Millions of Americans have received shots from vaccines that are being distributed by the federal government.
But what about those who don’t?
The answer is often complicated.
Here’s what you need to know about vaccine doses, and how to find out.
Vaccines are administered to healthy people.
They don’t need to be given to children.
People who are at high risk of developing serious illnesses or deaths are also vaccinated.
The vaccines are administered under medical supervision.
Health authorities use the word “medically supervised” because they don’t believe the vaccines are safe for most people, but it is not mandatory.
They are tested on healthy people to make sure they are safe.
Experts say that if a person does not receive a shot within 72 hours, then they should not receive the vaccine.
However, the federal Centers for Disease Control and Prevention and state and local health authorities don’t have to vaccinate people unless they’re diagnosed with a specific disease or if they’re a high risk for it.
The shots are administered at the CDC in Atlanta.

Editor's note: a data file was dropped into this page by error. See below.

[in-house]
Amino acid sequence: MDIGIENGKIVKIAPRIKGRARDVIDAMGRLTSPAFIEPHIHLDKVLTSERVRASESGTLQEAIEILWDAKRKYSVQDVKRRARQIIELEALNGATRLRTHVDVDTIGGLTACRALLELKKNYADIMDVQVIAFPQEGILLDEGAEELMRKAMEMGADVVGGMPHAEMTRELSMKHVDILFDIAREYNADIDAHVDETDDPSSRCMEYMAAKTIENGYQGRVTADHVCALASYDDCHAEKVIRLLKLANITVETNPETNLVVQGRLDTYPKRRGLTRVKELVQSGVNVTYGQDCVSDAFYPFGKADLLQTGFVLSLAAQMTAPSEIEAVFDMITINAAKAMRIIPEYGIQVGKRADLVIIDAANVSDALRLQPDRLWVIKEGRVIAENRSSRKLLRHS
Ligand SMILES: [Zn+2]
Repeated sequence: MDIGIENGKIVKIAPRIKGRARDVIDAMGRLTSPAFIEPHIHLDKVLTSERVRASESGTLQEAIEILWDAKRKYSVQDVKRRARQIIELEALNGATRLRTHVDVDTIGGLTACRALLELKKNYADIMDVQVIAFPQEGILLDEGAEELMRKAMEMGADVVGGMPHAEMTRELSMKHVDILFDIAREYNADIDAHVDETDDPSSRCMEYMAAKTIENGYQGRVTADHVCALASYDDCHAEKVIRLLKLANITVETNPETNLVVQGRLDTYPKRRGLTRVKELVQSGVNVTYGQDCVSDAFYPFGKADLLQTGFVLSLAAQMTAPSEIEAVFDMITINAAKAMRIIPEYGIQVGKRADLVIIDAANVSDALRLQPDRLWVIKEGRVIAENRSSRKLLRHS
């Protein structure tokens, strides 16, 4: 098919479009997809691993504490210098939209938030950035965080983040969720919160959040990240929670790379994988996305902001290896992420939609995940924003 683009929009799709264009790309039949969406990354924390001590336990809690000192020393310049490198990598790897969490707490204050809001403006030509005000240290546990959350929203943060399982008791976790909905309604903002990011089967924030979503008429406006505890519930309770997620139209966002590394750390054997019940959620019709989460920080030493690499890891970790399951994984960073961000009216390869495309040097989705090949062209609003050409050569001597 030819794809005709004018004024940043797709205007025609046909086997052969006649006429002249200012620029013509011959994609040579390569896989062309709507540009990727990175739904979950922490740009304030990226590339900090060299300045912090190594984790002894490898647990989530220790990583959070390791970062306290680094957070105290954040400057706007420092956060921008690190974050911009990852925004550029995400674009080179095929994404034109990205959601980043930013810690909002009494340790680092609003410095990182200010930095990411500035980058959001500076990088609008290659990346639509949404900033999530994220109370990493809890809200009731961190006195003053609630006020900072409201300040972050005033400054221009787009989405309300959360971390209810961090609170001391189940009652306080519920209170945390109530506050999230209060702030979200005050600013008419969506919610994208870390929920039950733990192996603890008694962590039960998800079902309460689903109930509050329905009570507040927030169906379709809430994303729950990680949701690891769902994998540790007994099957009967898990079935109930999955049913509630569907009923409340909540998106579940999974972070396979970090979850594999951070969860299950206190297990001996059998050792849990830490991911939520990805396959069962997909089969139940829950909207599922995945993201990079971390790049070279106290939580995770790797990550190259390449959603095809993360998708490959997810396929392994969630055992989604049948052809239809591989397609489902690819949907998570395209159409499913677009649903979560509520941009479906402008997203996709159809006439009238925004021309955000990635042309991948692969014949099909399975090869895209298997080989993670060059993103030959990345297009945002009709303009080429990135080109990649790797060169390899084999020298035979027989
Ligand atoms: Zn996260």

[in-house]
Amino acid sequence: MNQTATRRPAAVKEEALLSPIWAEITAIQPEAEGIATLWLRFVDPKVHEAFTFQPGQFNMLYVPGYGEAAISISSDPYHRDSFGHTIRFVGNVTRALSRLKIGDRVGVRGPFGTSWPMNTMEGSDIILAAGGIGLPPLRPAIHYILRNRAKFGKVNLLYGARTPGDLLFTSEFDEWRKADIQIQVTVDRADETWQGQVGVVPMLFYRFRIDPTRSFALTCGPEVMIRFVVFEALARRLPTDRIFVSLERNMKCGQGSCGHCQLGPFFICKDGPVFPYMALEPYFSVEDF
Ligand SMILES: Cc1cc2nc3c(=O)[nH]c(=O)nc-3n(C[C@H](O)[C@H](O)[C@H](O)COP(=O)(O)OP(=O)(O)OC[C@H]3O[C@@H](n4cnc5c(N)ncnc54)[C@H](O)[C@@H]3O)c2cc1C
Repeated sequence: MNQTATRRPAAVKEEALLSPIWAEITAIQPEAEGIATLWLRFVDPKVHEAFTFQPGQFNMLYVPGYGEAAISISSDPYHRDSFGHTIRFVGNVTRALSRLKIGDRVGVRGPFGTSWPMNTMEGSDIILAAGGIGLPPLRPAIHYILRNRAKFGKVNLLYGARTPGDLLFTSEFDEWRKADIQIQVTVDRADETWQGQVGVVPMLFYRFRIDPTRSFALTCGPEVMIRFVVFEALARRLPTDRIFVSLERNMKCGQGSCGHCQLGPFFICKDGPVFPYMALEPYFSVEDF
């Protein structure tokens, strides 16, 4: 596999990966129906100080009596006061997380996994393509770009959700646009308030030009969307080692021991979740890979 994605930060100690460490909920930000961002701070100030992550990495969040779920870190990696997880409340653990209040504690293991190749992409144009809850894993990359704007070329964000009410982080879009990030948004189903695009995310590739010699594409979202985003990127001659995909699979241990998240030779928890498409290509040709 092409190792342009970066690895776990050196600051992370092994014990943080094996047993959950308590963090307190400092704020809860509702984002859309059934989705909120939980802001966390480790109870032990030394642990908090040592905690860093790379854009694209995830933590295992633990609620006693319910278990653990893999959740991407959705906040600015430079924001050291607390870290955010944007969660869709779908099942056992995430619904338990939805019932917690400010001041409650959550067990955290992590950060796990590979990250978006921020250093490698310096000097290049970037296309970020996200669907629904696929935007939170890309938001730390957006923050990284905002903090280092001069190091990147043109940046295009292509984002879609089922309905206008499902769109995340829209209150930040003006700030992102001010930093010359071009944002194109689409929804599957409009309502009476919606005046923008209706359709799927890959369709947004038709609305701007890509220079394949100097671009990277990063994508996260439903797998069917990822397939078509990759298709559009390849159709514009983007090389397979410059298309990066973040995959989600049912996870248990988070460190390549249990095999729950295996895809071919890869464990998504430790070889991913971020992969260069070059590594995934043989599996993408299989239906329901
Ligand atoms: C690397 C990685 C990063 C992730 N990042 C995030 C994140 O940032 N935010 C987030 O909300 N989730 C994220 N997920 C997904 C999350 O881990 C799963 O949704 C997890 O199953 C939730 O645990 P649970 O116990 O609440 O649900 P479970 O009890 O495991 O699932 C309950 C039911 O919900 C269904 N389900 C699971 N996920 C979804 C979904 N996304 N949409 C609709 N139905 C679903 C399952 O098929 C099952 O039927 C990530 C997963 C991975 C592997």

People can be tested for conditions that might make them more susceptible to certain types of diseases, including those that are rare, such as measles, mumps and rubella (MMR).
If you have certain health conditions, including diabetes, high blood pressure, and high cholesterol, you can get a shot without needing to go to a doctor.
But some people can get more than one shot at a time, and they should be tested.
They can get the shot through an outpatient appointment or in the emergency room.
People who have a chronic illness or who have compromised immune systems are more likely to get the MMR shot than healthy people, according to the CDC.
People with pre-existing health conditions and those with chronic illnesses or who don�t get the shots can also be tested and have their vaccination rates tested if they have a medical condition that might cause them to be more vulnerable to diseases that can lead to an increase in infection.